Homeostasis and Temperature Regulation in Humans

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  • 0:06 Homeostasis
  • 1:17 Endotherms and Ectotherms
  • 3:27 Thermoregulation
  • 7:17 Internal Thermostat
  • 8:52 Summary
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Lesson Transcript
Instructor: Robert Egan
Do you wonder how your body is able to maintain a consistent temperature? Have you ever questioned why you get goosebumps when you're cold? This lesson will introduce you to homeostasis and answer your questions about body temperature regulation and reactions, like goosebumps.


What is homeostasis? In biology, the term homeostasis is used a lot and it can refer to many different biological processes, but at its core, homeostasis is actually a very simple concept. Homeostasis is the maintenance of a stable internal environment within an organism. Pretty simple, right? Just maintain the status quo and you'll be fine.

But that's a lot easier said than done. Maintaining a stable internal environment in a person means having to carefully regulate countless parameters which include:

  • body temperature
  • internal pH
  • internal concentrations of various ions
  • hydration
  • blood pressure
  • glucose levels in the blood.

So, how do our bodies do all of this and keep track of everything at the same time? Well, for the most part, our bodies keep track of all of these different conditions separately, and then make adjustments one or two parameters at a time before something gets too far out of the normal range and starts affecting an important function. In this lesson, we'll take a look at one aspect of homeostasis by looking at how the human body maintains a stable body temperature.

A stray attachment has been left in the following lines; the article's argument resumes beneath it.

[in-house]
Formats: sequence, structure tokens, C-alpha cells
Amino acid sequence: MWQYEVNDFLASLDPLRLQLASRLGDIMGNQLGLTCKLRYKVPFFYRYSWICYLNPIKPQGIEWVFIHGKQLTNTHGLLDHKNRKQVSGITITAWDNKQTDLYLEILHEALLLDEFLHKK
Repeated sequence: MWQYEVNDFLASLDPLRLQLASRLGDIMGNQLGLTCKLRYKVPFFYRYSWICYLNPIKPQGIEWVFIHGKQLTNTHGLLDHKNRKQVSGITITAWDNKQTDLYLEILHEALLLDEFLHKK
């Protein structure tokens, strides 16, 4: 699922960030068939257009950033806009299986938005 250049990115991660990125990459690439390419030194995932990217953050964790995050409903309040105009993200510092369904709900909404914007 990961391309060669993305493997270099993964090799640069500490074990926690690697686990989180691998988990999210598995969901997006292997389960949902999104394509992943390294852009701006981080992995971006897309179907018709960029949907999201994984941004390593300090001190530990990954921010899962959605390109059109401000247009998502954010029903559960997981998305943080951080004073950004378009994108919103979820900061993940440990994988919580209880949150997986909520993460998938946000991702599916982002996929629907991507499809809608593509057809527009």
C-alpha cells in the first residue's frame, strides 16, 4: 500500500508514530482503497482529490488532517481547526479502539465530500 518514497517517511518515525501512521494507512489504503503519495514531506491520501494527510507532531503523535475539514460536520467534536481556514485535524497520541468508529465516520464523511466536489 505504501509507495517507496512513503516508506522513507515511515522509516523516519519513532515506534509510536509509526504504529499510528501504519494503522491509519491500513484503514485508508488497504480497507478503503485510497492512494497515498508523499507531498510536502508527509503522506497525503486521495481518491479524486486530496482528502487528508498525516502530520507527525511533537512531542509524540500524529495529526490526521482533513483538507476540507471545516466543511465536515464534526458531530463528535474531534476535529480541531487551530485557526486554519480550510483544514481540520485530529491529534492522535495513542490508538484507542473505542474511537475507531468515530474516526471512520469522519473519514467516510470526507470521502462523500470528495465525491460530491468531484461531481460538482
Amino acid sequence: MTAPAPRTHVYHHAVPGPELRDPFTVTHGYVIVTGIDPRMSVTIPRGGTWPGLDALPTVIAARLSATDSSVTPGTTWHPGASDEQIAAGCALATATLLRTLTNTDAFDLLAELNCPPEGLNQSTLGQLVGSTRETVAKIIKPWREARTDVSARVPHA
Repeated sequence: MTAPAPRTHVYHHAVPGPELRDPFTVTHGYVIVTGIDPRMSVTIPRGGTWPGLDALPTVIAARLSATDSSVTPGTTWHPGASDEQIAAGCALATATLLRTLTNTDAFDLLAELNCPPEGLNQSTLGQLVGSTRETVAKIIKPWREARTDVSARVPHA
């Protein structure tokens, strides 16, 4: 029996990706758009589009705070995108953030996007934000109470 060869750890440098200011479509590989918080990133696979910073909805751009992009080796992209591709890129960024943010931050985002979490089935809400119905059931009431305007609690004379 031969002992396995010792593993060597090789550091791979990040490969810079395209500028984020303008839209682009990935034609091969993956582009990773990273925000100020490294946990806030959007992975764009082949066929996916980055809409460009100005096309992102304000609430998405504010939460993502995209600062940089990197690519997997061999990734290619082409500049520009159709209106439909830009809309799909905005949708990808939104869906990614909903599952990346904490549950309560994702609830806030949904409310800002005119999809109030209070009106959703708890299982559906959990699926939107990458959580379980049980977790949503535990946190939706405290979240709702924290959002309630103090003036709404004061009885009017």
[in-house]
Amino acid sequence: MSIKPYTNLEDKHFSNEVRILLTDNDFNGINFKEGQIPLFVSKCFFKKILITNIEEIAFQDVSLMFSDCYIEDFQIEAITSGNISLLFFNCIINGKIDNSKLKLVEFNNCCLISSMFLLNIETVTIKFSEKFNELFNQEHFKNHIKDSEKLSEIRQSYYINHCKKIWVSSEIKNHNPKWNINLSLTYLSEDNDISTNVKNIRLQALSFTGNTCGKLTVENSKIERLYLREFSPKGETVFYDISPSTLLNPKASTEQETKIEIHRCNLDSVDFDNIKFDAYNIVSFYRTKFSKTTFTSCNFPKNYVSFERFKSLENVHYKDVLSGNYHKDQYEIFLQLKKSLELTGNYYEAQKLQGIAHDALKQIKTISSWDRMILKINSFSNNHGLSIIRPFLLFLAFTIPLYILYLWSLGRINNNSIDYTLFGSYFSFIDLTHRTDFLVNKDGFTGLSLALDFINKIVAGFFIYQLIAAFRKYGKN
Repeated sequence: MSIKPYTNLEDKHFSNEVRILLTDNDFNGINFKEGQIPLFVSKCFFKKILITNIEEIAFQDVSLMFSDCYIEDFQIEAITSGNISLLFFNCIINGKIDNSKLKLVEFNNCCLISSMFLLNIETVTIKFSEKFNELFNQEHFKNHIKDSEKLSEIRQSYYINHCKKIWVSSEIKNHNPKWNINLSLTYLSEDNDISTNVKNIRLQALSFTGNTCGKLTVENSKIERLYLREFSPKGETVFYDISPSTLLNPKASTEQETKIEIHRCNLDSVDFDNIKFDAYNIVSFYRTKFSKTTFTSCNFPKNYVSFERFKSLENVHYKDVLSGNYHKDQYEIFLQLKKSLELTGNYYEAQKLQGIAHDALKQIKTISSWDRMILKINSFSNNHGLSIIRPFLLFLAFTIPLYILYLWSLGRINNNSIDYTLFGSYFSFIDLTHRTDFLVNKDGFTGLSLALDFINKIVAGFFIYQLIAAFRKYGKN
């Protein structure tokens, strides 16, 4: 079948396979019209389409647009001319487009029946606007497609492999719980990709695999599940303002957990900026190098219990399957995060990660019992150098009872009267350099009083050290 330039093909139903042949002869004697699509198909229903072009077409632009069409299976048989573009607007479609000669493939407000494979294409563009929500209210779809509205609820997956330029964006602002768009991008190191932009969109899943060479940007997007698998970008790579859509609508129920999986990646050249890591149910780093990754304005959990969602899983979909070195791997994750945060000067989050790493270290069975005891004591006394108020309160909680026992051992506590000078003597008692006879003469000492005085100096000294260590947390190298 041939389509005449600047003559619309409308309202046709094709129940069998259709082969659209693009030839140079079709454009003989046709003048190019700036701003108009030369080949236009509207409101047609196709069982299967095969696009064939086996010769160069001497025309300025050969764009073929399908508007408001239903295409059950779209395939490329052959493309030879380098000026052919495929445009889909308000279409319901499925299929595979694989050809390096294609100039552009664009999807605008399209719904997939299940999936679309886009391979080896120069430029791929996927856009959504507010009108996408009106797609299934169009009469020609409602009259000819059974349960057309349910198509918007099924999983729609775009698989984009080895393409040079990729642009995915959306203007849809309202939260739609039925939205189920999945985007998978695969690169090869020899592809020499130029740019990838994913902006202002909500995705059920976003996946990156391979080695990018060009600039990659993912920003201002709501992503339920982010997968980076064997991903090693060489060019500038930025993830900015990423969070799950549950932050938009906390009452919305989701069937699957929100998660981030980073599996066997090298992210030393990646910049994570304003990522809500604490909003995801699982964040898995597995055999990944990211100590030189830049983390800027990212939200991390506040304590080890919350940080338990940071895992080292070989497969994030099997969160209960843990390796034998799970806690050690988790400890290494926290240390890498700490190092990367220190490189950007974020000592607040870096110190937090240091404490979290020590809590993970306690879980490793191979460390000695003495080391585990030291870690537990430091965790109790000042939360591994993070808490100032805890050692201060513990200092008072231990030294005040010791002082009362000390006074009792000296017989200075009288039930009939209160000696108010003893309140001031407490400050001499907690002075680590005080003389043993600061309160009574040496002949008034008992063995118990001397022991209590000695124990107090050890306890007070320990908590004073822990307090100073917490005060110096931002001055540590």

Endotherms and Ectotherms

Humans, along with all other birds and mammals are endotherms which means that they are animals that actively maintain a stable body temperature by generating heat. People sometimes call endotherms warm-blooded animals. In contrast, most other animals like reptiles, fish, and insects are ectotherms which are animals whose body temperature changes with their environment. People usually call ectotherms cold-blooded animals.

You can remember the difference between endotherms and ectotherms if you remember that endo- means inside endo- = inside and ecto- means outside ecto- = outside, so endotherms generate their own heat from within, and ectotherms get their heat from the outside. In general, ectotherms allow their body temperature to vary with the environment because it does not need to be maintained at a specific temperature for the animal to live. However, for most endotherms, body temperature must be maintained within a very narrow range at all times in order for the animal to live, with some exceptions for certain animals that lower their body temperature when they hibernate. Therefore, a stable body temperature of 98.6 degress Fahrenheit, give or take only a few degrees, is one aspect of homeostasis in humans.

The main advantage of having a stable body temperature is that it allows optimization of normal body functions, metabolism and enzymes to a specific set temperature. This ensures that no matter what the environmental conditions, as long as the animal maintains temperature homeostasis, it will still be able to perform all normal body functions at or near optimal levels. However, there is a price to pay for always operating with full functionality, and that price is energy efficiency. Endotherms ensure a stable body temperature mainly by generating their own heat by burning calories. If they didn't have to maintain a high body temperature, they wouldn't burn as many calories, and therefore would be able to survive on less food, or would be able to grow at a faster rate on the same amount of food.